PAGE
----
As a leader, you strive constantly to make your company more successful. You reply to emails at 4:30 AM before an early flight and check them again at midnight. Your taxi time is consumed with calls and problem solving, and those problems remain in mind while carving the Thanksgiving turkey.
Most of your employees, too, care deeply about the company’s success. Few, however, as intensely as you. Yet, their decisions, actions, and concerns matter in aggregate far more than yours. You help create their work environment. You hire and develop managers, you approve investments in facilities and assets, and you shape policies and something called “culture.” Despite what you hear, the internet did NOT change everything. Over forty years ago, Jan Carlzon, then CEO of SAS wrote “Moments of Truth,” which pointed out the pivotal role of front-line employees in a business’ success or failure. This remains true today. Whether at a counter, in a factory, or in a car heading for a sales call, the front line drives the bottom line.
What do those employees need to succeed? At a minimum, two things. First, they need a well-structured workplace. Roles and objectives must be clear, well-managed processes guide work and lock-in learning, and systems and reporting focus attention providing early warning of problems. Cross-group tensions can stimulate creativity, but someone must manage those debates and bringing them to definitive conclusions. Employees need a “clean” working environment. This takes concerted effort. You cannot do it to them, you must do it with them.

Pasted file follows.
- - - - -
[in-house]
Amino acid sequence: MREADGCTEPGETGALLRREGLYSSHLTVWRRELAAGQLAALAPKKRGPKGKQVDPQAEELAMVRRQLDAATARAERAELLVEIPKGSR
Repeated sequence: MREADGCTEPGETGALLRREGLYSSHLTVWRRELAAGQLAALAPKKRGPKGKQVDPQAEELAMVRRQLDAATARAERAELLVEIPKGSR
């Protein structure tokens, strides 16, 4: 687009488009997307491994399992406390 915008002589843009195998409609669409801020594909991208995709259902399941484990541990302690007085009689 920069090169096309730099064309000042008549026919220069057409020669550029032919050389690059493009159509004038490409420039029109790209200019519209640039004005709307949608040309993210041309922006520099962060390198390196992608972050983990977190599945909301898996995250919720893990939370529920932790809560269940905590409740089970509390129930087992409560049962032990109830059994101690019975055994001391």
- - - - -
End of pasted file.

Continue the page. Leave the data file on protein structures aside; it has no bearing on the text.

Second, employees need a sense of purpose. They need to feel their work matters, understand their roles and how they contribute to success. Workers should feel pride in the company’s business. For over 130 years, SC Johnson has mattered not only to its customers but also to its employees. Rio Tinto’s Oyu Tolgoi mining project not only produces copper and gold, it also has the power to transform the Mongolian economy. Employees need “meaningful” work – their role, their company, their community.
In meetings, articles and books the phrase “lean & mean” has become the “um…” that fills dead air with hot air. Today, when employees hear “lean & mean,” most think “layoffs!” Proudfoot knows that Clean & Meaningful are the cornerstones of any company’s success. The best leaders bring the “C” to “lean” and add “ingful” to “Mean.”
The other components – assets, processes, systems & IT, and intellectual property – matter. It is unarguably true that “lean discipline” is crucial. However, the finest automobile is useless without a skilled, motivated driver. The performance of your company depends on hundreds of drivers operating thousands of vehicles making tens of thousands of decisions every day.
What if you could capitalize on your people's talent and energy to build lasting success? With Proudfoot, you can.
Article by Nick Palmer, EVP, Transformation, Proudfoot.